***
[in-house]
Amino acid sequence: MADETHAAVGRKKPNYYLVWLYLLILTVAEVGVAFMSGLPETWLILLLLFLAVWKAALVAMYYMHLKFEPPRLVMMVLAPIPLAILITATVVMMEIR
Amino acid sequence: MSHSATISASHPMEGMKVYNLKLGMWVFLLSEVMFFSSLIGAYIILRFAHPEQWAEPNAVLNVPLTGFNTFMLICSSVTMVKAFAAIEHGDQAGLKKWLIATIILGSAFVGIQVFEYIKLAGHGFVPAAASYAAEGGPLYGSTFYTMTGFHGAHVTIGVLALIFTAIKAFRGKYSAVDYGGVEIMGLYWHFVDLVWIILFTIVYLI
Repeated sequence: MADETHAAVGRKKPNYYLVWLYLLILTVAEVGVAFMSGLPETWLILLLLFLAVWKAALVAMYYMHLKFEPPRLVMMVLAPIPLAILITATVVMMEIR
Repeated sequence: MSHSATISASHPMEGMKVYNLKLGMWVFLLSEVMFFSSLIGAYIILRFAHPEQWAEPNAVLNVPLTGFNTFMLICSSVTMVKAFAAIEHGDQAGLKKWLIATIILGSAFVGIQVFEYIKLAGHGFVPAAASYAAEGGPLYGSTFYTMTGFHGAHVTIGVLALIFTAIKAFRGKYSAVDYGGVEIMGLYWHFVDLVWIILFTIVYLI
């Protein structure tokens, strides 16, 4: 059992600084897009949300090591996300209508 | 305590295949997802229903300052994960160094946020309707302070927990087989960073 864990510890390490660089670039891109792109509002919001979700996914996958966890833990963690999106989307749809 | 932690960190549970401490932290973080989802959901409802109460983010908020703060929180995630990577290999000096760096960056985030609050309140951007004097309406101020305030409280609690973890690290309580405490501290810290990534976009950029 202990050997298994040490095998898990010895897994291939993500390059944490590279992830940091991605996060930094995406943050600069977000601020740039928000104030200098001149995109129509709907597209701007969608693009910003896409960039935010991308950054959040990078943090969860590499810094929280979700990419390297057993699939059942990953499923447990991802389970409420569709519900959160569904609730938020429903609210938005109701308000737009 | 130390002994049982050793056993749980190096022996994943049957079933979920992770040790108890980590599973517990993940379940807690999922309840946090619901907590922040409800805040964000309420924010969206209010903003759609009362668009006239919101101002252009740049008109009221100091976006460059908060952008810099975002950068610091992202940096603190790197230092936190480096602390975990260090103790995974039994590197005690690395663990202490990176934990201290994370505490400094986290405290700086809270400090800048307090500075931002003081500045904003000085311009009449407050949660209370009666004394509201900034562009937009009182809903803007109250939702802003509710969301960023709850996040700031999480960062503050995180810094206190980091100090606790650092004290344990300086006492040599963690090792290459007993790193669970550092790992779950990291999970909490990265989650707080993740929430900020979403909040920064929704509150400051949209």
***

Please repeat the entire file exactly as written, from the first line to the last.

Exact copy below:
[in-house]
Amino acid sequence: MADETHAAVGRKKPNYYLVWLYLLILTVAEVGVAFMSGLPETWLILLLLFLAVWKAALVAMYYMHLKFEPPRLVMMVLAPIPLAILITATVVMMEIR
Amino acid sequence: MSHSATISASHPMEGMKVYNLKLGMWVFLLSEVMFFSSLIGAYIILRFAHPEQWAEPNAVLNVPLTGFNTFMLICSSVTMVKAFAAIEHGDQAGLKKWLIATIILGSAFVGIQVFEYIKLAGHGFVPAAASYAAEGGPLYGSTFYTMTGFHGAHVTIGVLALIFTAIKAFRGKYSAVDYGGVEIMGLYWHFVDLVWIILFTIVYLI
Repeated sequence: MADETHAAVGRKKPNYYLVWLYLLILTVAEVGVAFMSGLPETWLILLLLFLAVWKAALVAMYYMHLKFEPPRLVMMVLAPIPLAILITATVVMMEIR
Repeated sequence: MSHSATISASHPMEGMKVYNLKLGMWVFLLSEVMFFSSLIGAYIILRFAHPEQWAEPNAVLNVPLTGFNTFMLICSSVTMVKAFAAIEHGDQAGLKKWLIATIILGSAFVGIQVFEYIKLAGHGFVPAAASYAAEGGPLYGSTFYTMTGFHGAHVTIGVLALIFTAIKAFRGKYSAVDYGGVEIMGLYWHFVDLVWIILFTIVYLI
């Protein structure tokens, strides 16, 4: 059992600084897009949300090591996300209508 | 305590295949997802229903300052994960160094946020309707302070927990087989960073 864990510890390490660089670039891109792109509002919001979700996914996958966890833990963690999106989307749809 | 932690960190549970401490932290973080989802959901409802109460983010908020703060929180995630990577290999000096760096960056985030609050309140951007004097309406101020305030409280609690973890690290309580405490501290810290990534976009950029 202990050997298994040490095998898990010895897994291939993500390059944490590279992830940091991605996060930094995406943050600069977000601020740039928000104030200098001149995109129509709907597209701007969608693009910003896409960039935010991308950054959040990078943090969860590499810094929280979700990419390297057993699939059942990953499923447990991802389970409420569709519900959160569904609730938020429903609210938005109701308000737009 | 130390002994049982050793056993749980190096022996994943049957079933979920992770040790108890980590599973517990993940379940807690999922309840946090619901907590922040409800805040964000309420924010969206209010903003759609009362668009006239919101101002252009740049008109009221100091976006460059908060952008810099975002950068610091992202940096603190790197230092936190480096602390975990260090103790995974039994590197005690690395663990202490990176934990201290994370505490400094986290405290700086809270400090800048307090500075931002003081500045904003000085311009009449407050949660209370009666004394509201900034562009937009009182809903803007109250939702802003509710969301960023709850996040700031999480960062503050995180810094206190980091100090606790650092004290344990300086006492040599963690090792290459007993790193669970550092790992779950990291999970909490990265989650707080993740929430900020979403909040920064929704509150400051949209």